Throughout his book, Tóibín cites people commenting on using the Border to their advantage, agricultural grants in the North being significantly more generous in the mid ’80s.
“The locals made a good living out of the smuggling industry; those who were prepared to take the small risk involved in carting farm machinery, spare parts for cars, alcohol, tobacco, and electrical goods across the Border, or those who conveyed animals across in the dead of night could make a lot of money without much work.” Unapproved roads
Shane Connaughton’s 1991 novel, The Run of
the Country, is a semi-autobiographical piece about growing up in a Border village with his Garda father in the 1950s and also details Border smuggling. Even here, though, the violence to come is not far away; the book opens: “He could see the soldiers coming, hear their shouts, and he saw the sunlight breaking silver on his father’s cap-badge. His father knew the terrain, and scoured it daily for armed republicans.”
Connaughton writes about the same traits of Border literature as the best crime writers; religious intolerance, political uneasiness, issues of land-ownership, and, of course, unapproved roads being used by the locals to evade Customs and police and smuggle goods – in this case American jeans, boots and butter among other essentials:
“The road they were on was a tightrope. Cavan one minute. Fermanagh the next. Customs men lay in wait. Squad cars patrolled. His father’s eyes scoured the land for his precise location. A lark, a hare, a stone . . . ”
This use of landmarks is also a key feature of Garrett Carr’s recent The Rule of the Land where he too walks the Border, focusing on the features which demarcate the boundaries there.
Carr, in his opening chapter, notes that the Border he is seeing today is “in a peaceful yet fragile moment” before Brexit upends everything. In one personal moment, the red soil of a Border crossing brings to mind a memory of his father buying a car which has been parked up, hidden, in a plantation of trees in “bandit country”. The clearly illegal transaction brings the older man some joy: “The Border had beaten him by being there before he was born,” Carr says, “but he claimed some vitality for himself by outsmarting it in small ways.” Even if that means sorties along unapproved roads, strung like tightropes across the Border.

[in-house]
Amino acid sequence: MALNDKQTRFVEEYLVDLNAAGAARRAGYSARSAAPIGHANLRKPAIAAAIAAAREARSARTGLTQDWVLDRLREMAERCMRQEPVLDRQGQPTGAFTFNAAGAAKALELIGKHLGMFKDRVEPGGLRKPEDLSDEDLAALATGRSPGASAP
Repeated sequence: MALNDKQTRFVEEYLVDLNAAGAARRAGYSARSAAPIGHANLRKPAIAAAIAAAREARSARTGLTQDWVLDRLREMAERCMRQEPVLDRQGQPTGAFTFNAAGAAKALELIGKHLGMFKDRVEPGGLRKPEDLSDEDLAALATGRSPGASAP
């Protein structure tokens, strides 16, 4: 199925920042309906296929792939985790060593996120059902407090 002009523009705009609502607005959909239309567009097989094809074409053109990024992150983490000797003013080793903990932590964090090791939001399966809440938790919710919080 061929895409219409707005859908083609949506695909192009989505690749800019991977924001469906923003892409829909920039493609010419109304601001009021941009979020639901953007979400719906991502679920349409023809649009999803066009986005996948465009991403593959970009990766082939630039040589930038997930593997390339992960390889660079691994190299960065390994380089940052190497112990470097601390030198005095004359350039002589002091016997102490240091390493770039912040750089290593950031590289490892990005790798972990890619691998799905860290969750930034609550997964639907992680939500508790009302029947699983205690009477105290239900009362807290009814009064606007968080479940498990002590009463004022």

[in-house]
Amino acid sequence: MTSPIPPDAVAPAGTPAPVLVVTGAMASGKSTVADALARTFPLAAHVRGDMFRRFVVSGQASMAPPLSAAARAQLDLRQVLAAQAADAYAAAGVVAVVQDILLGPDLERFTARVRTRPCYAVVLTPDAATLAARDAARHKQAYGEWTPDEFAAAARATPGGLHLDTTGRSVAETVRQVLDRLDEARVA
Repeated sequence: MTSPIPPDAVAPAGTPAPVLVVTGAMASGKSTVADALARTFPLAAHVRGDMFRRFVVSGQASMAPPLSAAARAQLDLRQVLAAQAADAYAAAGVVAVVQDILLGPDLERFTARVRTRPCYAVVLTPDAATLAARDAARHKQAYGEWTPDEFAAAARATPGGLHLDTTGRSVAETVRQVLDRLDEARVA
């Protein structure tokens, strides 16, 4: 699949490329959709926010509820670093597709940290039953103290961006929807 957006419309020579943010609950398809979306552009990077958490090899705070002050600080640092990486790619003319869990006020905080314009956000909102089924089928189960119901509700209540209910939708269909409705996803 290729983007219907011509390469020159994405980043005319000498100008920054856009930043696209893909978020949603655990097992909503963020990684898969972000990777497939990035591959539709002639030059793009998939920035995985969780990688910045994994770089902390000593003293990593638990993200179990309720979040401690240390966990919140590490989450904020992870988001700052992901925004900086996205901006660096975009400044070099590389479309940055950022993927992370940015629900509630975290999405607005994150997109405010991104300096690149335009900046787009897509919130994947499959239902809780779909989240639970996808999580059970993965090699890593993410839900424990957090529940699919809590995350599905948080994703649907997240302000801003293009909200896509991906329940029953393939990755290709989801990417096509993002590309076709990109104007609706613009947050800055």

For me, the Border has always been liminal, a point of transition. The Good Friday agreement, in ways, allowed us to feel we had moved beyond it a little, through it, that while it was still in existence, it could not be perceived, a state of affairs moderates on both sides were happy to accept in return for peace.
It is telling then that the only people in the UK to have recent experience living with a hard border voted against seeing its return.
And for all the talk of technology and frictionless boundaries after Brexit, we should be in no doubt that, whatever of the physical structure, the psychological Border is already hardening.
Tribalism and sectarianism are not far below the surface here, as shown by the impact on the UUP vote when Mike Nesbitt suggested his supporters consider transferring their vote to the SDLP, an olive branch which arguably cost him his position and the party a number of seats in an election which the Belfast Telegraph called “a day of disaster” for the party. The marching season this year has seen an intensification of it with outbreaks of violence by both sides in Belfast and Derry and the reciprocal burning of Tricolours and Union Jacks on 11th Night and internment bonfires respectively. UVF flags hang from lampposts and IRA slogans are daubed once more on walls. If we look at who supported Brexit in the North, we find figures on the extremes of both sides, patiently waiting the recruitment drive which a Border, whether physical or psychological, will bring.